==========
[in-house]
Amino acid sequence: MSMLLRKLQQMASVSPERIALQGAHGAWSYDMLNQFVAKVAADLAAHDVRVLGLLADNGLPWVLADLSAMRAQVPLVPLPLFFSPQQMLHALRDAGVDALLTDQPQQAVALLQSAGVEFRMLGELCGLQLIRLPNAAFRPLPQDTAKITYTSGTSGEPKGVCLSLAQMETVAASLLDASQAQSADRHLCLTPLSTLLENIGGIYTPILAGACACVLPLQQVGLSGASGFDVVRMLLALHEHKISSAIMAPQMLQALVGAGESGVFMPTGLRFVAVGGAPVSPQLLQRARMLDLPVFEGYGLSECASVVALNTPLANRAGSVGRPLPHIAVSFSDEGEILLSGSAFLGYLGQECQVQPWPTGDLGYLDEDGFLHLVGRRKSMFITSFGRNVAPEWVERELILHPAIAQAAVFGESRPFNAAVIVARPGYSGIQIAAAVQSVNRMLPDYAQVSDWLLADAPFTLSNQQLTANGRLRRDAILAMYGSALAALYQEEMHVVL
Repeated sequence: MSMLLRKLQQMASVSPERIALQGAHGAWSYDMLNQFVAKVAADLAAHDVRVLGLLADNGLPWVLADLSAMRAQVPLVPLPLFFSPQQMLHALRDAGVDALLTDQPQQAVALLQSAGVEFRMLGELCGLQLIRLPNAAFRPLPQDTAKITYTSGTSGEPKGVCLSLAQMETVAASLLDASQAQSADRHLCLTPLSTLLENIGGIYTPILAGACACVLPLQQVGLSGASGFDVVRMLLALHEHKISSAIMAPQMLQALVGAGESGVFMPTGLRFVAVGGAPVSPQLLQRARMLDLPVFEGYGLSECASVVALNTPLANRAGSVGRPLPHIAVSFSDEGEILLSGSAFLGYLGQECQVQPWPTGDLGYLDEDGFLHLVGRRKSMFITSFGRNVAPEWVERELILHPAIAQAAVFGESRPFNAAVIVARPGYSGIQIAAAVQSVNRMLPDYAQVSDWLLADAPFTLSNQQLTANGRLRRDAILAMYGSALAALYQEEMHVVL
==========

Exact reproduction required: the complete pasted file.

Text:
[in-house]
Amino acid sequence: MSMLLRKLQQMASVSPERIALQGAHGAWSYDMLNQFVAKVAADLAAHDVRVLGLLADNGLPWVLADLSAMRAQVPLVPLPLFFSPQQMLHALRDAGVDALLTDQPQQAVALLQSAGVEFRMLGELCGLQLIRLPNAAFRPLPQDTAKITYTSGTSGEPKGVCLSLAQMETVAASLLDASQAQSADRHLCLTPLSTLLENIGGIYTPILAGACACVLPLQQVGLSGASGFDVVRMLLALHEHKISSAIMAPQMLQALVGAGESGVFMPTGLRFVAVGGAPVSPQLLQRARMLDLPVFEGYGLSECASVVALNTPLANRAGSVGRPLPHIAVSFSDEGEILLSGSAFLGYLGQECQVQPWPTGDLGYLDEDGFLHLVGRRKSMFITSFGRNVAPEWVERELILHPAIAQAAVFGESRPFNAAVIVARPGYSGIQIAAAVQSVNRMLPDYAQVSDWLLADAPFTLSNQQLTANGRLRRDAILAMYGSALAALYQEEMHVVL
Repeated sequence: MSMLLRKLQQMASVSPERIALQGAHGAWSYDMLNQFVAKVAADLAAHDVRVLGLLADNGLPWVLADLSAMRAQVPLVPLPLFFSPQQMLHALRDAGVDALLTDQPQQAVALLQSAGVEFRMLGELCGLQLIRLPNAAFRPLPQDTAKITYTSGTSGEPKGVCLSLAQMETVAASLLDASQAQSADRHLCLTPLSTLLENIGGIYTPILAGACACVLPLQQVGLSGASGFDVVRMLLALHEHKISSAIMAPQMLQALVGAGESGVFMPTGLRFVAVGGAPVSPQLLQRARMLDLPVFEGYGLSECASVVALNTPLANRAGSVGRPLPHIAVSFSDEGEILLSGSAFLGYLGQECQVQPWPTGDLGYLDEDGFLHLVGRRKSMFITSFGRNVAPEWVERELILHPAIAQAAVFGESRPFNAAVIVARPGYSGIQIAAAVQSVNRMLPDYAQVSDWLLADAPFTLSNQQLTANGRLRRDAILAMYGSALAALYQEEMHVVL